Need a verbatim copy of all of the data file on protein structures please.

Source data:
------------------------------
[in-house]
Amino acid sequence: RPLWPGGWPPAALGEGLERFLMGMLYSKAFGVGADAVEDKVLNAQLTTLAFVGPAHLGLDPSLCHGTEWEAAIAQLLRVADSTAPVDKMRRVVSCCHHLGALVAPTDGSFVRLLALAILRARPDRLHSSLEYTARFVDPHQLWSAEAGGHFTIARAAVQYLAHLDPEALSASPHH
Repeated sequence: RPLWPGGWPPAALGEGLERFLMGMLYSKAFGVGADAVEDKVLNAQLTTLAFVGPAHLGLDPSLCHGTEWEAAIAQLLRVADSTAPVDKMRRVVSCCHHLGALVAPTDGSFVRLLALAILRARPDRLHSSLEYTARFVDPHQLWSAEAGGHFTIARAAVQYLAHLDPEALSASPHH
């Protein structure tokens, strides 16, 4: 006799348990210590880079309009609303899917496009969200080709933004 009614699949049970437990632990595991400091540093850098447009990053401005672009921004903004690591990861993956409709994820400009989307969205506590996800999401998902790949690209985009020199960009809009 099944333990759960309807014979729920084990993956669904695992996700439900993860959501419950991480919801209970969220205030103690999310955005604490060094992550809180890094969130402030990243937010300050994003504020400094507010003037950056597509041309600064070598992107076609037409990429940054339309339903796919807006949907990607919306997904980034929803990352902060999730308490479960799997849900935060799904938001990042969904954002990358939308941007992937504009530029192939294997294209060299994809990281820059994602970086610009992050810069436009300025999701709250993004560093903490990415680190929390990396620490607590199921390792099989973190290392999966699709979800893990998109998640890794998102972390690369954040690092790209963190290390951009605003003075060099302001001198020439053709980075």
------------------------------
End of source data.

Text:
[in-house]
Amino acid sequence: RPLWPGGWPPAALGEGLERFLMGMLYSKAFGVGADAVEDKVLNAQLTTLAFVGPAHLGLDPSLCHGTEWEAAIAQLLRVADSTAPVDKMRRVVSCCHHLGALVAPTDGSFVRLLALAILRARPDRLHSSLEYTARFVDPHQLWSAEAGGHFTIARAAVQYLAHLDPEALSASPHH
Repeated sequence: RPLWPGGWPPAALGEGLERFLMGMLYSKAFGVGADAVEDKVLNAQLTTLAFVGPAHLGLDPSLCHGTEWEAAIAQLLRVADSTAPVDKMRRVVSCCHHLGALVAPTDGSFVRLLALAILRARPDRLHSSLEYTARFVDPHQLWSAEAGGHFTIARAAVQYLAHLDPEALSASPHH
């Protein structure tokens, strides 16, 4: 006799348990210590880079309009609303899917496009969200080709933004 009614699949049970437990632990595991400091540093850098447009990053401005672009921004903004690591990861993956409709994820400009989307969205506590996800999401998902790949690209985009020199960009809009 099944333990759960309807014979729920084990993956669904695992996700439900993860959501419950991480919801209970969220205030103690999310955005604490060094992550809180890094969130402030990243937010300050994003504020400094507010003037950056597509041309600064070598992107076609037409990429940054339309339903796919807006949907990607919306997904980034929803990352902060999730308490479960799997849900935060799904938001990042969904954002990358939308941007992937504009530029192939294997294209060299994809990281820059994602970086610009992050810069436009300025999701709250993004560093903490990415680190929390990396620490607590199921390792099989973190290392999966699709979800893990998109998640890794998102972390690369954040690092790209963190290390951009605003003075060099302001001198020439053709980075």